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How Do You Measure Event Performance?

July 26, 2017 | By Kate Pierpont

  • Event strategy, planning and execution should support the goals of demand creation and other program families as part of an integrated campaign framework
  • SiriusDecisions benchmark data shows that organizations of all sizes continue to allocate a substantial amount of their demand creation budgets to events
  • SiriusDecisions recommends applying a core group of metrics to understand return on event spend

Event marketers know that there are no two ways about it – when aligned to relevant company goals, events can seed, create, nurture, enable and accelerate demand. SiriusDecisions benchmark data shows that organizations of all sizes continue to allocate a substantial amount of their demand creation budgets to events. 

To understand return on event spend, SiriusDecisions recommends applying a core group of metrics. These metrics depend solely on the goals of the event, which should be clearly communicated to each stakeholder. This ensures that proper expectations are set and will help to shape the overall strategy, event-specific tactics and budget resources to stay in line with the event goals.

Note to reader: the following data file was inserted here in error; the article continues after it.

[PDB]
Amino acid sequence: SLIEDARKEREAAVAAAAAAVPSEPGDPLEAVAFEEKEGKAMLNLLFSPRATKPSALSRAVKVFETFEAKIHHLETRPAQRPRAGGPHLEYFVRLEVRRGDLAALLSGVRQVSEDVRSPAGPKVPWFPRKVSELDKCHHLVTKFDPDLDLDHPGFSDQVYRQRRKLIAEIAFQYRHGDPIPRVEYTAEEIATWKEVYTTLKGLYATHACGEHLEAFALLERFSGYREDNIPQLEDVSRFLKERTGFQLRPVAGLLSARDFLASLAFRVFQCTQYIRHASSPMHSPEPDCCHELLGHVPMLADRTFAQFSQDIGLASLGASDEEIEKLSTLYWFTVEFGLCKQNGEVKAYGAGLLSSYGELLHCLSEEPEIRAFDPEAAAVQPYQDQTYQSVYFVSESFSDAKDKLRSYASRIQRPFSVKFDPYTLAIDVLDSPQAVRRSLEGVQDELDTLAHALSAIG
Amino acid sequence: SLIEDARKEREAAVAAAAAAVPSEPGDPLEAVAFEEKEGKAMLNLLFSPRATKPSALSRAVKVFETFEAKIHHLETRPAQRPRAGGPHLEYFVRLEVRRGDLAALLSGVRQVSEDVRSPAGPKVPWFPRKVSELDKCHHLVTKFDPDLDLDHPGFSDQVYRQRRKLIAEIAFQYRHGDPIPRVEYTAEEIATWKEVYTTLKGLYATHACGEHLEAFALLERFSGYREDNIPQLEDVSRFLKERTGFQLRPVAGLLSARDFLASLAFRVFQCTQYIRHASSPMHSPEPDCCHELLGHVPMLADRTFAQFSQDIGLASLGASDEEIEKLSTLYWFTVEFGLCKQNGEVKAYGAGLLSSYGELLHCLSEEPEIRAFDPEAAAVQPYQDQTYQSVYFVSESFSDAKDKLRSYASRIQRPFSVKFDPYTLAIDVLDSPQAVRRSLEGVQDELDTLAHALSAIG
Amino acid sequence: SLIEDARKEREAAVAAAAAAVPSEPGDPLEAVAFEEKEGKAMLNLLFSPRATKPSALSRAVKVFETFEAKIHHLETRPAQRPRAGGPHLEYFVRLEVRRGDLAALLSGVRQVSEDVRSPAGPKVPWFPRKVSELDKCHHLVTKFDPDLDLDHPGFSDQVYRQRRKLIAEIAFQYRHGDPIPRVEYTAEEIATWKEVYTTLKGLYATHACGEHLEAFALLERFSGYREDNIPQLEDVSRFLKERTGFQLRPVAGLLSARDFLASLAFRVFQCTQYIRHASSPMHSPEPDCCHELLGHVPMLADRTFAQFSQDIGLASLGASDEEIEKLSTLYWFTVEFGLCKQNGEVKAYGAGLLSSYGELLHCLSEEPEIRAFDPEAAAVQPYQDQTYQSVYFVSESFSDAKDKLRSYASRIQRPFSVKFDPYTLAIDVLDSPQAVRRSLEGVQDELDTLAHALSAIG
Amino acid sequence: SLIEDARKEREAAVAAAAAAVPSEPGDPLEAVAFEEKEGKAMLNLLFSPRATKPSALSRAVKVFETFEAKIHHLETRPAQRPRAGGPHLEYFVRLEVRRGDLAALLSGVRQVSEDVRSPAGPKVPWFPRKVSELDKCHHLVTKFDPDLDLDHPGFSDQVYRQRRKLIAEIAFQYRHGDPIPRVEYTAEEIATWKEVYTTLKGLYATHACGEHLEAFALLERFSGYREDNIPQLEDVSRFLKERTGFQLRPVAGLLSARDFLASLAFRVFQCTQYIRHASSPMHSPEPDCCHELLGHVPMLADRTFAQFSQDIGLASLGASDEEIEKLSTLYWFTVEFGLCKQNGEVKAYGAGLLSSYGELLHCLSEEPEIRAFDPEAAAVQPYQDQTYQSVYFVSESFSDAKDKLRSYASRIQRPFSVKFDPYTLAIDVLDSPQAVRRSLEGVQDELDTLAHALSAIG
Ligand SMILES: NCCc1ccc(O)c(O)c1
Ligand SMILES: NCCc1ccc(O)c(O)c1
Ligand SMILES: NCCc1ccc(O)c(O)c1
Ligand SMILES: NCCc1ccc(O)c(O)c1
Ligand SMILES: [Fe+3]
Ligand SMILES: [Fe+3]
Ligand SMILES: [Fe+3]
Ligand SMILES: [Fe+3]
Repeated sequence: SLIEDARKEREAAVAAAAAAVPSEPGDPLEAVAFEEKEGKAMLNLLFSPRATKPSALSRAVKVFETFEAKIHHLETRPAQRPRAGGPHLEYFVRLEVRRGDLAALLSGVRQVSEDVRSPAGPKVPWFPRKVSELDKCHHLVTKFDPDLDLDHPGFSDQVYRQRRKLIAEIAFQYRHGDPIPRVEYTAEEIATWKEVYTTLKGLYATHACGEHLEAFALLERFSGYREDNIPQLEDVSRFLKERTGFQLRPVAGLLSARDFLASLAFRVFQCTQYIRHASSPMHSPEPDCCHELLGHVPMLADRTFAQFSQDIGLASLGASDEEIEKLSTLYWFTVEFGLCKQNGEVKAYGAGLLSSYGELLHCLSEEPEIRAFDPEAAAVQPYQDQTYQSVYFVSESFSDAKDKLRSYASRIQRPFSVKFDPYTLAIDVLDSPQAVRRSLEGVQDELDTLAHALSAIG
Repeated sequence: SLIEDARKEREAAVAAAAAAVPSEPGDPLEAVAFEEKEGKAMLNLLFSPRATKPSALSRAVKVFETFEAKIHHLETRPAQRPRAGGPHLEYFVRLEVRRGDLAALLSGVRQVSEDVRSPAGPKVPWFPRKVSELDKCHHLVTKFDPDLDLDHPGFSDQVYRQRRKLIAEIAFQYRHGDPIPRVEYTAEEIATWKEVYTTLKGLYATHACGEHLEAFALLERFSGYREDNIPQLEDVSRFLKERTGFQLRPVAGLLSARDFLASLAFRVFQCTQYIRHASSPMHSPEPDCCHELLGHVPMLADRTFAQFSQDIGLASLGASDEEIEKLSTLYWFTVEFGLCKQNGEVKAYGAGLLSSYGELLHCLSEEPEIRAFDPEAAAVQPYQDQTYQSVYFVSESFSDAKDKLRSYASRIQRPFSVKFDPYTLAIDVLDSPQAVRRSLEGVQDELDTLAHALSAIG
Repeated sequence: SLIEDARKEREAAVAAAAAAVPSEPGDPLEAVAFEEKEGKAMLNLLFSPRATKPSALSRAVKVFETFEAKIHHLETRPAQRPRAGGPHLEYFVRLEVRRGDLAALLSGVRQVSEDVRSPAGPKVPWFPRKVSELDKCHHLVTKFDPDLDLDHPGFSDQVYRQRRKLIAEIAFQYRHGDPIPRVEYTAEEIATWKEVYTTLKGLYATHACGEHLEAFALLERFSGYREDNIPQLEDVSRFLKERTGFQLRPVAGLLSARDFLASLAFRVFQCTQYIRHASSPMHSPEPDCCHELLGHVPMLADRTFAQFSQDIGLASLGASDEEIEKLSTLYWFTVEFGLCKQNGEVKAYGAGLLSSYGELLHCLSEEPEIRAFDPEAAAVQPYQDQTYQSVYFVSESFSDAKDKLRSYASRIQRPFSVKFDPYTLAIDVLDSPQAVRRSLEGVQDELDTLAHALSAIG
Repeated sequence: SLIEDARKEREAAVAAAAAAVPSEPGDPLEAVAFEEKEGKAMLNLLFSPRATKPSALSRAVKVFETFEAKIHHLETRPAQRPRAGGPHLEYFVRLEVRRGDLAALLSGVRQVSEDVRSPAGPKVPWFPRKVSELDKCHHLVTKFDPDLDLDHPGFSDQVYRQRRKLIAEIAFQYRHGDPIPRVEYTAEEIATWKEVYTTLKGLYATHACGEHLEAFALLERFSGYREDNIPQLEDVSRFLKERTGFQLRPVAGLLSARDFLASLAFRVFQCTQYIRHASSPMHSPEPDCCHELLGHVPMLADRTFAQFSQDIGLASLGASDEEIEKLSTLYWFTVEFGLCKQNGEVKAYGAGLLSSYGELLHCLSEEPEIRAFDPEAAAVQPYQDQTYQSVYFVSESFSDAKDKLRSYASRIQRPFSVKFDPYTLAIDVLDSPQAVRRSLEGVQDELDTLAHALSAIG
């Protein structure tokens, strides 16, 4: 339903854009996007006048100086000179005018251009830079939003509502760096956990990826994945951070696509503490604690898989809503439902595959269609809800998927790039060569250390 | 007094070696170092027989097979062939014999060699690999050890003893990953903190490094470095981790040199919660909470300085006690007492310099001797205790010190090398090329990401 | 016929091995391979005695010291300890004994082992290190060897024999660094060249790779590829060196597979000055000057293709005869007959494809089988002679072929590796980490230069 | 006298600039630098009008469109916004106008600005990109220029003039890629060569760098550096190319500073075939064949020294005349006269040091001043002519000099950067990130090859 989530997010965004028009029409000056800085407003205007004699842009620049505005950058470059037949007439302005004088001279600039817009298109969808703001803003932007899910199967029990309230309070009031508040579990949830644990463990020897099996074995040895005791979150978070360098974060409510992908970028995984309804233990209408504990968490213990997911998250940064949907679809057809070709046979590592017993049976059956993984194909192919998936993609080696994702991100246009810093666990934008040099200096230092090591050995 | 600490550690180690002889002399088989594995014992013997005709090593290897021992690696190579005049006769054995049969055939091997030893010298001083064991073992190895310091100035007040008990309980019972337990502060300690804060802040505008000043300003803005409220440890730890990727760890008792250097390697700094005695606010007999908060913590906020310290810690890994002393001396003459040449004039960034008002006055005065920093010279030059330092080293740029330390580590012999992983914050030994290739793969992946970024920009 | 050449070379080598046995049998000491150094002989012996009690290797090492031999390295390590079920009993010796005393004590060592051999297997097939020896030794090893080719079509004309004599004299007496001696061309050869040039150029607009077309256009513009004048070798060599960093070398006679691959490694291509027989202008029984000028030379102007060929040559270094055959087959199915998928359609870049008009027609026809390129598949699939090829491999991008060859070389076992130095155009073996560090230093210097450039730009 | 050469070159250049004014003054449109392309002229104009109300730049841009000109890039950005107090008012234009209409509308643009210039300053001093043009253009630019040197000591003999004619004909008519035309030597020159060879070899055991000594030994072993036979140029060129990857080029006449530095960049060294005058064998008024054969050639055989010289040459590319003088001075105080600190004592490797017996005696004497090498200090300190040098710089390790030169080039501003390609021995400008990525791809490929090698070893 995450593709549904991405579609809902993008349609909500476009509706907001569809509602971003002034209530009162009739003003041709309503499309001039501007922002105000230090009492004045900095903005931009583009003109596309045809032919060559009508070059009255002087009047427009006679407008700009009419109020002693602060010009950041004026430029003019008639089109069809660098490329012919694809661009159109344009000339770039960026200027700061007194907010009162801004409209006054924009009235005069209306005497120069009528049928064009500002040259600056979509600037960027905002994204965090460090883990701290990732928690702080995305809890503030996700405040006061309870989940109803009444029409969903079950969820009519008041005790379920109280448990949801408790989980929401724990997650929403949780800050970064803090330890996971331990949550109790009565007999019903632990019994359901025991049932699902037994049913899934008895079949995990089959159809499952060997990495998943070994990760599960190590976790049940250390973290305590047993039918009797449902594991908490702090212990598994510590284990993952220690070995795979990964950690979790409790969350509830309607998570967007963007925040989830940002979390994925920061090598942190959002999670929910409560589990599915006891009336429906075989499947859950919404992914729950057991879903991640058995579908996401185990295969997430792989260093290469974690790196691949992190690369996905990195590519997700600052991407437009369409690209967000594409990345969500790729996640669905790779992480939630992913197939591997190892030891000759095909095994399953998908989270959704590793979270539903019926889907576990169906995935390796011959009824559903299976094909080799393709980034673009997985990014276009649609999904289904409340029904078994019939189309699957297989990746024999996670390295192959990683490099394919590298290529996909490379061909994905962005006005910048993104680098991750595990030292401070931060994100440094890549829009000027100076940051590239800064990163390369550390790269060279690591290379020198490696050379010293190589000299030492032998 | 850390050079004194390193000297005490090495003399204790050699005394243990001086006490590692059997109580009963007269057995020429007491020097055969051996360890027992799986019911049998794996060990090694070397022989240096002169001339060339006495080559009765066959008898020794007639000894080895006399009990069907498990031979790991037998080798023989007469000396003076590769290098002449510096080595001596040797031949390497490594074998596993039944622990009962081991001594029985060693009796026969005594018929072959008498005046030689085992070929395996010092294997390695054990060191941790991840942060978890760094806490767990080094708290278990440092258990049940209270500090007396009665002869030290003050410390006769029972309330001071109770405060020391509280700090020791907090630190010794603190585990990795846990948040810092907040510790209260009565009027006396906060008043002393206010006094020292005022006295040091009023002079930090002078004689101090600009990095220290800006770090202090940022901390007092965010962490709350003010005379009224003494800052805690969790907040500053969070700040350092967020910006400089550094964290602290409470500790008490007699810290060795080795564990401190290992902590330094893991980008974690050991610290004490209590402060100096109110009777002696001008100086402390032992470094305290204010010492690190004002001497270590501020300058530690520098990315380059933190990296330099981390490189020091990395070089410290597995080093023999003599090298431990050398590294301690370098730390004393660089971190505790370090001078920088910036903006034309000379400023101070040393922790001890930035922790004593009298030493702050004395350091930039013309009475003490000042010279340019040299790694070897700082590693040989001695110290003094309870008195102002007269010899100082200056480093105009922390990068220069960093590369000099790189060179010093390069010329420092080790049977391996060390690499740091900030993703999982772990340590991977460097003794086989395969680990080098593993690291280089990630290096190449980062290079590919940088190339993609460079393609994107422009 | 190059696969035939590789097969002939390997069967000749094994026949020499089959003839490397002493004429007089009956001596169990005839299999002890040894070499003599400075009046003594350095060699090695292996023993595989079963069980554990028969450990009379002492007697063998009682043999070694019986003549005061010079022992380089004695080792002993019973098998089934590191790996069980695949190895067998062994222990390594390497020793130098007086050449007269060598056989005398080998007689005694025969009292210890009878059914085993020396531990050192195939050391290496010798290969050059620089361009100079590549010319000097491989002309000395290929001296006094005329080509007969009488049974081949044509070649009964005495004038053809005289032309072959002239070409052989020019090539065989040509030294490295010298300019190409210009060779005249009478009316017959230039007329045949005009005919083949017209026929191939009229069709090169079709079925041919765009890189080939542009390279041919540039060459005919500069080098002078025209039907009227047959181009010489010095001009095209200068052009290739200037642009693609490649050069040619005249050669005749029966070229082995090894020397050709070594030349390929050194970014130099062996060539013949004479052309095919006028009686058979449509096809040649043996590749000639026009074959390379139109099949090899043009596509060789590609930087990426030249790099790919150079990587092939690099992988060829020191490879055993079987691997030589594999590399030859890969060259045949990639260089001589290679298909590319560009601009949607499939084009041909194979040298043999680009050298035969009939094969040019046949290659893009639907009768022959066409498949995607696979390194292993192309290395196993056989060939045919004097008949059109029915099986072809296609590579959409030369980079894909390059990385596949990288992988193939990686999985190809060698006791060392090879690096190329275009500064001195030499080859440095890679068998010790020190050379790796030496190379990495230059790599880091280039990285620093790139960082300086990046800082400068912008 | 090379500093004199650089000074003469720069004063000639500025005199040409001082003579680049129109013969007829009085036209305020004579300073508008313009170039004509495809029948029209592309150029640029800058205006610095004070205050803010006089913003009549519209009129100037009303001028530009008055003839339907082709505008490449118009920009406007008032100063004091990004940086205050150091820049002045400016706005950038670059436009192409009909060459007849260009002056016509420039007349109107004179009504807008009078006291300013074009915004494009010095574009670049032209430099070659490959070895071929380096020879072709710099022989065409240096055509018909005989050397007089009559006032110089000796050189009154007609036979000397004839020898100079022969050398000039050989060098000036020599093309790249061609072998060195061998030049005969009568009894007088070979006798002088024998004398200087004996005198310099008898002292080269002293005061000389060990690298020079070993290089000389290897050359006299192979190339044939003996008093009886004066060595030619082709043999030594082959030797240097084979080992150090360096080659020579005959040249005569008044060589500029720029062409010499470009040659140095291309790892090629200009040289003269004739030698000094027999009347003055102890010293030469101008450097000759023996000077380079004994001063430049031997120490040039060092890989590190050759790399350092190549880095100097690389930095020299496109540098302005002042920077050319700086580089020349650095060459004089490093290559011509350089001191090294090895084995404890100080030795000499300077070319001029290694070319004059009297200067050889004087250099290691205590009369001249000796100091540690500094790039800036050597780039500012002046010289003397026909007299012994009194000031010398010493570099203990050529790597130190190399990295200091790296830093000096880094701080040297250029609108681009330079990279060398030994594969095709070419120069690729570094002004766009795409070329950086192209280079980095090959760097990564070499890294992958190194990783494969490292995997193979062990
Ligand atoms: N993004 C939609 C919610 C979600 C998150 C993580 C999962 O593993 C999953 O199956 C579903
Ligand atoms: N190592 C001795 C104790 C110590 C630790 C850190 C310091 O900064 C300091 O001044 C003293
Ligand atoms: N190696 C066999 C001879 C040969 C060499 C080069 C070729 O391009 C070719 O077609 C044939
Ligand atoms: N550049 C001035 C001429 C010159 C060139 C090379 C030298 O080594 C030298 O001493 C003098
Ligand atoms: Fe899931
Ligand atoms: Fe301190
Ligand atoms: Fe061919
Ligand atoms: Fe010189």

There are four integrated campaign program families to which events may be aligned: reputation, demand creation, sales enablement and market intelligence. The following are examples of event metrics to consider within each of these families:

  • Reputation. Reputation pertains to social followup, sentiment change vs. competition, awareness for key concepts, uplift in ideal inquiry rates, media/analyst impact and brand loyalty improvement.
  • Demand creation. With demand creation, suspects are identified, inquiries are generated, ready-to-transition leads are identified, and leads are converted into opportunities.
  • Sales enablement. Event metrics for sales enablement include the amount of demos, number of meetings, opportunities created, pipeline velocity increased and deals closed.
  • Market intelligence. Event metrics in this program family include the total number of participating targets, the number of interviews conducted, the quality and completeness of feedback and messaging effectiveness.

When reporting on event metrics, time is a key consideration. For example, acceleration of late-stage opportunities may be measured within a quarter following an event, but demand creation efforts in the early buying cycle stages may be measured over a period of six to 12 months. Certain metrics may be measured in daily or weekly timeframes (e.g. reputation goals like mentions, referral traffic, analyst or press articles). By selecting metrics within the four program areas and measuring against specific event goals, organizations will find the key to understanding the success of their event strategy.

Kate Pierpont

Kate Pierpont is an editor at SiriusDecisions and has nearly 20 years of editorial experience, the majority of which was in magazine publishing. Follow Kate on Twitter @KatePierpont.

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